Intermediate pyrolysis describes a process of converting feedstock by heating it up in the absence of oxygen under moderate, “intermediate” conditions. Typical conditions are a residence time for solids between 5 to 30 minutes, low heating rates and temperatures between 350 °C - 450 °C. Due to these conditions intermediate pyrolysis has remarkable advantages regarding the feedstock, compared to other processes based on flash pyrolysis. Large particles, like pellets or chips can be used. Dry matter content can be below 50% from a technical point of view. For economic reasons the dry matter should be more than 70 % to avoid using energy mainly for drying. However, this dry matter is still very low compared to the requirements of most flash pyrolysis reactors. Another advantage is the use of variable and heterogeneous feedstock, preferably residue and waste biomass. The feedstock can vary from agricultural residues, biogas digestate, municipal and industrial biowaste to sewage sludge. The latest development of the intermediate pyrolysis technology is Fraunhofer UMSICHT´s Thermo-Catalytic Reforming process (TCR®). It is a novel process for the production of char, gas, and bio-oils with improved properties.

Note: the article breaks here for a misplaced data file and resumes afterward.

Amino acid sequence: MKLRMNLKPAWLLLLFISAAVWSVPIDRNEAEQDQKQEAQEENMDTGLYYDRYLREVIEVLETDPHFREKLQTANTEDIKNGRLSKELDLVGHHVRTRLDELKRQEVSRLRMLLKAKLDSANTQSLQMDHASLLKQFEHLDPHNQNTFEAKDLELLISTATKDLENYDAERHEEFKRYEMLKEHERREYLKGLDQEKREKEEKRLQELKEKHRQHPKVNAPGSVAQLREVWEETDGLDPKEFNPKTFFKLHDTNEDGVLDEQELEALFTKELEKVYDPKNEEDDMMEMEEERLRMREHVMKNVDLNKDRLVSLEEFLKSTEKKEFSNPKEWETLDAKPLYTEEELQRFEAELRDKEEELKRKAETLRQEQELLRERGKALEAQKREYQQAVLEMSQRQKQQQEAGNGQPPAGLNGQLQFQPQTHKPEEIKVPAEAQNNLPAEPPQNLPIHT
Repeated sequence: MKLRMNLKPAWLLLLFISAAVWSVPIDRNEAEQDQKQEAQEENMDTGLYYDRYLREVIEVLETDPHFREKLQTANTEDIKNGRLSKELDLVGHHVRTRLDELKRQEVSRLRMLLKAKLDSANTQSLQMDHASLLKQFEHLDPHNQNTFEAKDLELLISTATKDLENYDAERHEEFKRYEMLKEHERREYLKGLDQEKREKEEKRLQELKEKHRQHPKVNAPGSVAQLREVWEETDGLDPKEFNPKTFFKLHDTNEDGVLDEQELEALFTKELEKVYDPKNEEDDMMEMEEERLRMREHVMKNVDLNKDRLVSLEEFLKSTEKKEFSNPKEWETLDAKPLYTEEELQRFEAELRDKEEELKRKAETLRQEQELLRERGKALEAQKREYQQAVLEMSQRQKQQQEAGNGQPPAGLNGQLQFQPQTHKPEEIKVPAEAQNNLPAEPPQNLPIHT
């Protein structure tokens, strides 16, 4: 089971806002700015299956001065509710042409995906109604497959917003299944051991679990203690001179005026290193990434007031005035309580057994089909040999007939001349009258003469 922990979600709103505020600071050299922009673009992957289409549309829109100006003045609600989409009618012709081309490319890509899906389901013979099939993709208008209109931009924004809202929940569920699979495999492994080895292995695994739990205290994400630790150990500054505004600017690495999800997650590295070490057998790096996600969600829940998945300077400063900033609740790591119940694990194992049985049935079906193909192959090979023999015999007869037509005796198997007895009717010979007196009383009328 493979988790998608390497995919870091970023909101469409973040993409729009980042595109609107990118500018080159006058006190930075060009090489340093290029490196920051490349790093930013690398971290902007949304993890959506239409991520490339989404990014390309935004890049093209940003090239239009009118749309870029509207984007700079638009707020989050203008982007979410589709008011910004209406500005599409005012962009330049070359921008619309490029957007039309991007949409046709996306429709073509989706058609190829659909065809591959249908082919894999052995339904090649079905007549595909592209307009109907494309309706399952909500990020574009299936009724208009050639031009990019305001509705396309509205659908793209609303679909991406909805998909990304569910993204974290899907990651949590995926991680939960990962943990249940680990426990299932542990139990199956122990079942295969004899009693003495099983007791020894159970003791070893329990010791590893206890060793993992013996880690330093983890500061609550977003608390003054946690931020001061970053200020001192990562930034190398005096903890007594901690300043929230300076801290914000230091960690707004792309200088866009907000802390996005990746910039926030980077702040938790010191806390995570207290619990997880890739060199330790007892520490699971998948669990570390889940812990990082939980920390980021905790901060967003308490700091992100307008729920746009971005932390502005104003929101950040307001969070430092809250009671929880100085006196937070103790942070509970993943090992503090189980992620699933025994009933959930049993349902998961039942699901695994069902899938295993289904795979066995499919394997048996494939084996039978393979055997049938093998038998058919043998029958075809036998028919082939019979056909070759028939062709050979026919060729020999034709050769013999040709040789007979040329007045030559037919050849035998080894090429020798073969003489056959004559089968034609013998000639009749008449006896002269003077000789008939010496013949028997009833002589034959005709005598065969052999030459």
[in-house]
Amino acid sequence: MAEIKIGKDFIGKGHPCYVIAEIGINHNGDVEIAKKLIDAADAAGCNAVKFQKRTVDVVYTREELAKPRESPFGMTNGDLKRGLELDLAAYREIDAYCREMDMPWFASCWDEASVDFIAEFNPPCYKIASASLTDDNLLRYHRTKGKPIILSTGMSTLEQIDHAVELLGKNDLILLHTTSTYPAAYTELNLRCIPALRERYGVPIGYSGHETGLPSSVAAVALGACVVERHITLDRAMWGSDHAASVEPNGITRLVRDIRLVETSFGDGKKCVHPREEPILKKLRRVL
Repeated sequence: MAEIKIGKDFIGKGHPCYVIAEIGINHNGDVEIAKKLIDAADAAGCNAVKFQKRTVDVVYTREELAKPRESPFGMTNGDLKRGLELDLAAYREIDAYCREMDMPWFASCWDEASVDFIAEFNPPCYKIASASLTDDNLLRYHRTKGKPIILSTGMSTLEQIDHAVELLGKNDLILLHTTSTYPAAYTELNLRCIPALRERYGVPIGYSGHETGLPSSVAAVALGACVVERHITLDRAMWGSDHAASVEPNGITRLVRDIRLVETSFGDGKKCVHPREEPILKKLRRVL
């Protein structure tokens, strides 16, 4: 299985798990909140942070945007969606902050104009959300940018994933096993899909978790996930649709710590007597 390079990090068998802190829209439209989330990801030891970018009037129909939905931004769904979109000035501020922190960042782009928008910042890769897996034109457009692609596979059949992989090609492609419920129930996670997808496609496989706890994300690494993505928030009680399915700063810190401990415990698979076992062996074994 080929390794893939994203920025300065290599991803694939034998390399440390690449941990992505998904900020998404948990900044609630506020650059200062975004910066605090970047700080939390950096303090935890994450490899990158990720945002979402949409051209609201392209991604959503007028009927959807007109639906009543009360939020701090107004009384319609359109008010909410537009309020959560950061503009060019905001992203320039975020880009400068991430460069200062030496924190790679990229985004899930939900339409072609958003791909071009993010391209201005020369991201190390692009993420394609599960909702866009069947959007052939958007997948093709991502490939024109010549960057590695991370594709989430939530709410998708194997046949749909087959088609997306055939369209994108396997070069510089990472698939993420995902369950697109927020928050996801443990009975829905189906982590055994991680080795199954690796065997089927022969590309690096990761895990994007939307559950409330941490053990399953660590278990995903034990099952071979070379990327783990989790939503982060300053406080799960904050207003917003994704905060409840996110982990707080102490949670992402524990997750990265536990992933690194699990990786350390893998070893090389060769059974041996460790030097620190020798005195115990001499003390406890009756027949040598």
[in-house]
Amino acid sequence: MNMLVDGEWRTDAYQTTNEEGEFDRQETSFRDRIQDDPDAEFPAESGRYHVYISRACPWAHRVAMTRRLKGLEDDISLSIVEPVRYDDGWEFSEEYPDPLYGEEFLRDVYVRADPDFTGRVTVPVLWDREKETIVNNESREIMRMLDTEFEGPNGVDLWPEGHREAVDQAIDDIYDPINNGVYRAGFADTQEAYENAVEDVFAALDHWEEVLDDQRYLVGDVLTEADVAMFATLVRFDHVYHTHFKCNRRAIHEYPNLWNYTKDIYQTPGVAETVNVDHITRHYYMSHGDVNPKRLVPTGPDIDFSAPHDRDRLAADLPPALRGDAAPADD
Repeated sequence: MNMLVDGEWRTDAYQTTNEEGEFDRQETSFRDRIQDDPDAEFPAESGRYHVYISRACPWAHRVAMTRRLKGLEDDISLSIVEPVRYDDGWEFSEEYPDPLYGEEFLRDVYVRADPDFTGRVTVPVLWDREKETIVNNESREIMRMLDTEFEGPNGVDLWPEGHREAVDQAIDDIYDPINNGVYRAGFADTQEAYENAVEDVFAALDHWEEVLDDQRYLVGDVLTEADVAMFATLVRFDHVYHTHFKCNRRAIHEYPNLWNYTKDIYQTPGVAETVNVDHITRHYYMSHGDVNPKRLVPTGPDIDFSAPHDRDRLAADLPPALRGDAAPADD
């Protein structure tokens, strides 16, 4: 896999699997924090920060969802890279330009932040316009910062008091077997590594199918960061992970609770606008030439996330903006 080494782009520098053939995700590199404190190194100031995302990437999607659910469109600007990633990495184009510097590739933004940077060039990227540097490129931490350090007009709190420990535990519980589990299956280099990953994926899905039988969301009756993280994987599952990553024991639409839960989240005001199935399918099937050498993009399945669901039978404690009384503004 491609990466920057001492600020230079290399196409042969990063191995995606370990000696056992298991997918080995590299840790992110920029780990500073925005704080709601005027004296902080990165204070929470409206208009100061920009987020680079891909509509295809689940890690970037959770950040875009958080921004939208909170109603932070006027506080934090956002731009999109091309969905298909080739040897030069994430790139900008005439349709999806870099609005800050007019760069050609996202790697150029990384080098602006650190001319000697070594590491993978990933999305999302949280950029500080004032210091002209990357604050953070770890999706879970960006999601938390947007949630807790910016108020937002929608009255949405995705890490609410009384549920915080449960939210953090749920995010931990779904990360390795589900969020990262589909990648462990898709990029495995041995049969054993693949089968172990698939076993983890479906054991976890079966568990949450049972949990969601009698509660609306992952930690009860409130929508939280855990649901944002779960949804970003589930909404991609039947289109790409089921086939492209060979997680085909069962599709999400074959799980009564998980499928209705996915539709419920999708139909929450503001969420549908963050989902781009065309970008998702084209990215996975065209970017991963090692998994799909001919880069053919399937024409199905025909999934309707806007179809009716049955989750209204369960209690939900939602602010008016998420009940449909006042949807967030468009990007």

One significant innovation of TCR® is the integrated downstream catalytic reforming step. This multi-patented technology enables the high quality of the final products carbonisate, syngas, and oil. The robustness of the process permits the utilization of various biogenic feedstocks. The yield of the products depends on the chemical properties of the feedstocks, whereas the quality and characteristics of the products are due the robustness of the process, largely independent of the feedstocks. With the focus on the TCR® oil there is one unique selling point: The oil is thermally stable and therefore distillable. This is the basis for other thermal upgrading processes like e.g. hydro-treatment. Furthermore, the thermal stability of the TCR® oil is a basic prerequisite for usage in the fossil petrol processing industry. This includes, among other applications, combined heat and power (CHP) plants. Additional unique properties are the low water content, the low total acid number, and the high heating value. The high quality of the crude TCR®-oil can be further improved to EN fuel quality by distillation and hydrodeoxygenation (HDO). For hydrodeoxygenation sulfonated NiMo catalyst at temperatures of around 370 °C and a pressures in the range of 140 bar and with LHSV of 0.3 per hour were applied. The resulting products showed full properties of standard hydrocarbon fuels. A separation into diesel and petrol fraction by rectification demonstrated, that both fractions met the fossil fuel standards (EN 228 and EN 590).